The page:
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Comparative analysis of the returns to education in Germany and Hungary (2000)

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  • Szilvia Hamori

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    (Center for Doctoral Studies in Economics & Management of the Univeristy of Mannheim)

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    Abstract

    In this study standard Mincer earnings equations are estimated using both ordinary least squares (OLS) and quantile regression in order to give a comprehensive picture of the returns to education in Germany and Hungary for the year 2000. To make the cross-country comparison of the returns to education informative, six differentiated categories for formal education, rather than years of schooling, are generated and used in the empirical analysis. Moreover, the returns to three and eight field of study groups for Germany and Hungary respectively are estimated in order to shed more light on the valuation of specific university degree. Most importantly, the empirical results provide evidence for the fact that the OLS estimate is not an accurate estimate of the return to education for the population (more specifically for the selected samples). That is, the estimates of the quantile regressions point to the fact that differences in returns to education within educational groups contribute significantly to aggregate earnings inequality, especially in Hungary.

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    File URL: http://www.econ.core.hu/doc/bwp/bwp/bwp0507.pdf
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    Bibliographic Info

    Paper provided by Institute of Economics, Centre for Economic and Regional Studies, Hungarian Academy of Sciences in its series Budapest Working Papers on the Labour Market with number 0507.

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    Length: 54 pages
    Date of creation: Nov 2005
    Date of revision:
    Handle: RePEc:has:bworkp:0507

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    Related research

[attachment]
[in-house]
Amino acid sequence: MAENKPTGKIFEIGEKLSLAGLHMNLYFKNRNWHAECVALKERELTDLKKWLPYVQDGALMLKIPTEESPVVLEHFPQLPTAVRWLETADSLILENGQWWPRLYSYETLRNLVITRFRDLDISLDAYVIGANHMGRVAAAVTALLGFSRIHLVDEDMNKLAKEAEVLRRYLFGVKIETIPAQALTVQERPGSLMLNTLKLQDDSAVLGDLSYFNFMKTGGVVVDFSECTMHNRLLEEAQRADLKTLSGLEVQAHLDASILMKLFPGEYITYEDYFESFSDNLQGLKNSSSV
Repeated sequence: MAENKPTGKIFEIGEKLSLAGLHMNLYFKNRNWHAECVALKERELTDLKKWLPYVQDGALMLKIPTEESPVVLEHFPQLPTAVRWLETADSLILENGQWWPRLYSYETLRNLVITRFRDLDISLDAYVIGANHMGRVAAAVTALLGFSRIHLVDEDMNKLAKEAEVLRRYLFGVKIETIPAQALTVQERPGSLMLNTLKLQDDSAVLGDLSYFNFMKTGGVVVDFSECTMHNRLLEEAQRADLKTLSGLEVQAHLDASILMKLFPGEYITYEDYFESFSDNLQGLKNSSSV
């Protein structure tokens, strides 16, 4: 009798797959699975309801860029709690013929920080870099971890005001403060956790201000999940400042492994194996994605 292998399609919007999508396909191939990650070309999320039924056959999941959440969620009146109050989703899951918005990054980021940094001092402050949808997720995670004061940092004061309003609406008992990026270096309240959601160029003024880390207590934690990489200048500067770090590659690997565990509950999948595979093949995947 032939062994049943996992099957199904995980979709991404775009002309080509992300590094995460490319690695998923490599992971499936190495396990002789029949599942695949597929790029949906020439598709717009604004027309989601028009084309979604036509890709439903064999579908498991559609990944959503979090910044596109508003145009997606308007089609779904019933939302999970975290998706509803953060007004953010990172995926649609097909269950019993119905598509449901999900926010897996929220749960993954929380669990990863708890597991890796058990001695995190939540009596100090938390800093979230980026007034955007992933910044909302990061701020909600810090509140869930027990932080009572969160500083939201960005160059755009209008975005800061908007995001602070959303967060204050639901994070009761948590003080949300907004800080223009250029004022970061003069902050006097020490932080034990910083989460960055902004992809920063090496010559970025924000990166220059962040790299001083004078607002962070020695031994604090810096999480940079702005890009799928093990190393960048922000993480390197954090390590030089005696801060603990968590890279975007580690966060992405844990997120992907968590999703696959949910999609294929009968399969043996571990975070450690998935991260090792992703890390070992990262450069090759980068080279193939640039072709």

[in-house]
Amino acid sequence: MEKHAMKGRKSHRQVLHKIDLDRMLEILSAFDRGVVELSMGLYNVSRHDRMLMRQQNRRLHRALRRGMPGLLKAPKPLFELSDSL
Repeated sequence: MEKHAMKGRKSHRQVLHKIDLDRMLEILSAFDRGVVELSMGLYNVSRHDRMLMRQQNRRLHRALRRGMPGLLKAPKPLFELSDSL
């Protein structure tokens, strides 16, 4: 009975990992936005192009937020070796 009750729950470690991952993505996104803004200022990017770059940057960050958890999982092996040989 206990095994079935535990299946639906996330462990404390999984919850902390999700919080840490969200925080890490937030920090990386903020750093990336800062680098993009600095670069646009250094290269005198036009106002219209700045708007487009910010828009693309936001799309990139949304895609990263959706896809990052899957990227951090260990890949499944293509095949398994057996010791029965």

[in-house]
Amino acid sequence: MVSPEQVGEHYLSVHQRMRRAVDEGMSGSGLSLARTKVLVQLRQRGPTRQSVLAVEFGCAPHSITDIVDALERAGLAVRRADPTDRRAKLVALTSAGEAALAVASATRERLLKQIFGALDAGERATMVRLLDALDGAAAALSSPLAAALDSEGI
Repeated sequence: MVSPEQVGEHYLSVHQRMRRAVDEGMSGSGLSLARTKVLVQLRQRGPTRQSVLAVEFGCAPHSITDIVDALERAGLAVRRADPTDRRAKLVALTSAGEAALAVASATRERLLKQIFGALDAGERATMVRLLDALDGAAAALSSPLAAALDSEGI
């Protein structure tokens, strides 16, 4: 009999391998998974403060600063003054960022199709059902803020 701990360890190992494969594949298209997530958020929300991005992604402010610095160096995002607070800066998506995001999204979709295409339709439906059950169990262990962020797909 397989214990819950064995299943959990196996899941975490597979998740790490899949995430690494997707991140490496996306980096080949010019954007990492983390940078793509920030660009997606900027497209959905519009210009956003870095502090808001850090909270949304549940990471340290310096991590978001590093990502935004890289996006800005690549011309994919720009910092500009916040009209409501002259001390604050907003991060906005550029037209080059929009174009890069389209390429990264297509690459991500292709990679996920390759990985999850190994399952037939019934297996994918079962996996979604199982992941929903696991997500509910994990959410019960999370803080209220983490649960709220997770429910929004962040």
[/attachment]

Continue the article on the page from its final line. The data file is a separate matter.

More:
Keywords: Quantile regression; education systems; return to education; between-educational-levels earnings inequality; within-educational-levels earnings inequality;

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    1. Alan Krueger & Jorn-Steffen Pischke, 1992. "A Comparative Analysis of East and West German Labor Markets: Before and After Unification," Working Papers 686, Princeton University, Department of Economics, Industrial Relations Section..
    2. Reinhard Hujer & Bernd Fitzenberger & Reinhold Schnabel & Thomas E. MaCurdy, 2001. "Testing for uniform wage trends in West-Germany: A cohort analysis using quantile regressions for censored data," Empirical Economics, Springer, vol. 26(1), pages 41-86.
    3. Koenker,Roger, 2005. "Quantile Regression," Cambridge Books, Cambridge University Press, number 9780521845731, October.
    4. Koenker, Roger W & Bassett, Gilbert, Jr, 1978. "Regression Quantiles," Econometrica, Econometric Society, vol. 46(1), pages 33-50, January.
    5. Arpad Abraham & Gabor Kezdi, 2000. "Long-run trends in earnings and employment in Hungary, 1972-1996," Budapest Working Papers on the Labour Market 0002, Institute of Economics, Centre for Economic and Regional Studies, Hungarian Academy of Sciences.
    6. Moshe Buchinsky, 1998. "Recent Advances in Quantile Regression Models: A Practical Guideline for Empirical Research," Journal of Human Resources, University of Wisconsin Press, vol. 33(1), pages 88-126.
    7. Peter Galasi, 2003. "Estimating wage equations for Hungarian higher-education graduates," Budapest Working Papers on the Labour Market 0304, Institute of Economics, Centre for Economic and Regional Studies, Hungarian Academy of Sciences.
    8. Card, David, 1999. "The causal effect of education on earnings," Handbook of Labor Economics, in: O. Ashenfelter & D. Card (ed.), Handbook of Labor Economics, edition 1, volume 3, chapter 30, pages 1801-1863 Elsevier.
    9. Orazem, Peter F. & Vodopivec, Milan, 1997. "Value of human capital in transition to market: Evidence from Slovenia," European Economic Review, Elsevier, vol. 41(3-5), pages 893-903, April.
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